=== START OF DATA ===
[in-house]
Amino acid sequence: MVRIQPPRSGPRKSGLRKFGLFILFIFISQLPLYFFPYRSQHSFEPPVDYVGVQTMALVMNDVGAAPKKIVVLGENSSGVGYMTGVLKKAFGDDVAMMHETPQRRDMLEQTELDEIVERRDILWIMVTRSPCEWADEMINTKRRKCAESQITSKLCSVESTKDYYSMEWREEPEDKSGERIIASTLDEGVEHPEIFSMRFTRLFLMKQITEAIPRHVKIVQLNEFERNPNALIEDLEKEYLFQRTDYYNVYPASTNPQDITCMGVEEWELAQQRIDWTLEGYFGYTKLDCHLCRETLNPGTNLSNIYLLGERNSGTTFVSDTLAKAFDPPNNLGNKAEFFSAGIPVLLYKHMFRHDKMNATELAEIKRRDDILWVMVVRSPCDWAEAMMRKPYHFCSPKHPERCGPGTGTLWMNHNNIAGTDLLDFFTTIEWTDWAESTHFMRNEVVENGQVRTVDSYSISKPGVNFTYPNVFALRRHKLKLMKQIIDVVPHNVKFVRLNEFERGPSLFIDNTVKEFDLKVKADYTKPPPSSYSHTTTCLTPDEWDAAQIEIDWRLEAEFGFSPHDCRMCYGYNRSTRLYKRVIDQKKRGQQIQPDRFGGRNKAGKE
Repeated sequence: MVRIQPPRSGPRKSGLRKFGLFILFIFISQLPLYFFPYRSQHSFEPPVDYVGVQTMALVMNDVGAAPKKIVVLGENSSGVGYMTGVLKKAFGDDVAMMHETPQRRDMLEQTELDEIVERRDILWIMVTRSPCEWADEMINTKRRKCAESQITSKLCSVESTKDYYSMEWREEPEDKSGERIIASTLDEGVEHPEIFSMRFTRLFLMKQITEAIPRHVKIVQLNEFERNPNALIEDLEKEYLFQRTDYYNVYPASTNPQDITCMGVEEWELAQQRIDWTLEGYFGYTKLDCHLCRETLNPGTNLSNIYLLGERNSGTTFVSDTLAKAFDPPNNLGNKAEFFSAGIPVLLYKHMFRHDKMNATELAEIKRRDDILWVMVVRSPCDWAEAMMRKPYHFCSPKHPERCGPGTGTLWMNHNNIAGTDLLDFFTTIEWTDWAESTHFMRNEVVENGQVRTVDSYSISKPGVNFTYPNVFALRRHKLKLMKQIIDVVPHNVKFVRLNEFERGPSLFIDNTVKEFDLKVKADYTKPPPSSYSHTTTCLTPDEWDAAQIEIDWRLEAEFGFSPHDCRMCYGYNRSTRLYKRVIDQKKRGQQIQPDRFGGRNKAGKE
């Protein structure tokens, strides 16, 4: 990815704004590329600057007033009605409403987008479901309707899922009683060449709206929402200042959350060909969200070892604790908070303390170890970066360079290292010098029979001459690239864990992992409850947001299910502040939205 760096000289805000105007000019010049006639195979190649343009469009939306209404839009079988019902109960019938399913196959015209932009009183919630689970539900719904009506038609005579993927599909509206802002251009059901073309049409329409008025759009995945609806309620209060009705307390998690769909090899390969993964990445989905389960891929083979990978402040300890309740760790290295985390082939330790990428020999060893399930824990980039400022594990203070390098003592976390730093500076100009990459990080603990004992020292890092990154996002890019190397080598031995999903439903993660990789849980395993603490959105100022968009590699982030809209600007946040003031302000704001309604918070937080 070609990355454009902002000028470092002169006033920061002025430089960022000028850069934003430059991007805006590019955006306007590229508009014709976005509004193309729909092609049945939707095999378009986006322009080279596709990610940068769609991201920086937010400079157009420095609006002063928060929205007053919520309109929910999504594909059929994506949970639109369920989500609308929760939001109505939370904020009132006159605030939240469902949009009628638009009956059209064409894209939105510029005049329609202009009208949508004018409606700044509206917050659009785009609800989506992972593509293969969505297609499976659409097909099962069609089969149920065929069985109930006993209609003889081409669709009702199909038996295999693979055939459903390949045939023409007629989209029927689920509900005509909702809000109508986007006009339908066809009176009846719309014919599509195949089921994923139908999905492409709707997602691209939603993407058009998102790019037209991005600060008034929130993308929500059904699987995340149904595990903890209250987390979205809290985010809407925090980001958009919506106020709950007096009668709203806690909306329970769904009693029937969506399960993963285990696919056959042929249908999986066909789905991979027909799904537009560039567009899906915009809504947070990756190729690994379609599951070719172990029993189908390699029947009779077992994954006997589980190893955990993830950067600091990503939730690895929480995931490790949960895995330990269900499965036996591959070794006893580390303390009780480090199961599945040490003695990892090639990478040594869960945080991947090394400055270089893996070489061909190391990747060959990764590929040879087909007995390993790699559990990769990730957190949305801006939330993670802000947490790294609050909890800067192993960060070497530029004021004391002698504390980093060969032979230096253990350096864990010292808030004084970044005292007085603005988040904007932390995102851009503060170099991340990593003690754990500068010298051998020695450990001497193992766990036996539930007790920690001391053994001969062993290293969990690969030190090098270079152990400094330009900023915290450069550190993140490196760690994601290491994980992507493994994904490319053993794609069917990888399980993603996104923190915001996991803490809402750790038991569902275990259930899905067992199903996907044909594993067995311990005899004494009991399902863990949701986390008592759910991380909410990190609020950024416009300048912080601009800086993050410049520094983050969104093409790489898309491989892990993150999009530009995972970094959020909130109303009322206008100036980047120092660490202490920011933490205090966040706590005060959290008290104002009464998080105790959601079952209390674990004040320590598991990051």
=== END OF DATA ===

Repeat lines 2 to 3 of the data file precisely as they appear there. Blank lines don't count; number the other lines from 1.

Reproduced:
Amino acid sequence: MVRIQPPRSGPRKSGLRKFGLFILFIFISQLPLYFFPYRSQHSFEPPVDYVGVQTMALVMNDVGAAPKKIVVLGENSSGVGYMTGVLKKAFGDDVAMMHETPQRRDMLEQTELDEIVERRDILWIMVTRSPCEWADEMINTKRRKCAESQITSKLCSVESTKDYYSMEWREEPEDKSGERIIASTLDEGVEHPEIFSMRFTRLFLMKQITEAIPRHVKIVQLNEFERNPNALIEDLEKEYLFQRTDYYNVYPASTNPQDITCMGVEEWELAQQRIDWTLEGYFGYTKLDCHLCRETLNPGTNLSNIYLLGERNSGTTFVSDTLAKAFDPPNNLGNKAEFFSAGIPVLLYKHMFRHDKMNATELAEIKRRDDILWVMVVRSPCDWAEAMMRKPYHFCSPKHPERCGPGTGTLWMNHNNIAGTDLLDFFTTIEWTDWAESTHFMRNEVVENGQVRTVDSYSISKPGVNFTYPNVFALRRHKLKLMKQIIDVVPHNVKFVRLNEFERGPSLFIDNTVKEFDLKVKADYTKPPPSSYSHTTTCLTPDEWDAAQIEIDWRLEAEFGFSPHDCRMCYGYNRSTRLYKRVIDQKKRGQQIQPDRFGGRNKAGKE
Repeated sequence: MVRIQPPRSGPRKSGLRKFGLFILFIFISQLPLYFFPYRSQHSFEPPVDYVGVQTMALVMNDVGAAPKKIVVLGENSSGVGYMTGVLKKAFGDDVAMMHETPQRRDMLEQTELDEIVERRDILWIMVTRSPCEWADEMINTKRRKCAESQITSKLCSVESTKDYYSMEWREEPEDKSGERIIASTLDEGVEHPEIFSMRFTRLFLMKQITEAIPRHVKIVQLNEFERNPNALIEDLEKEYLFQRTDYYNVYPASTNPQDITCMGVEEWELAQQRIDWTLEGYFGYTKLDCHLCRETLNPGTNLSNIYLLGERNSGTTFVSDTLAKAFDPPNNLGNKAEFFSAGIPVLLYKHMFRHDKMNATELAEIKRRDDILWVMVVRSPCDWAEAMMRKPYHFCSPKHPERCGPGTGTLWMNHNNIAGTDLLDFFTTIEWTDWAESTHFMRNEVVENGQVRTVDSYSISKPGVNFTYPNVFALRRHKLKLMKQIIDVVPHNVKFVRLNEFERGPSLFIDNTVKEFDLKVKADYTKPPPSSYSHTTTCLTPDEWDAAQIEIDWRLEAEFGFSPHDCRMCYGYNRSTRLYKRVIDQKKRGQQIQPDRFGGRNKAGKE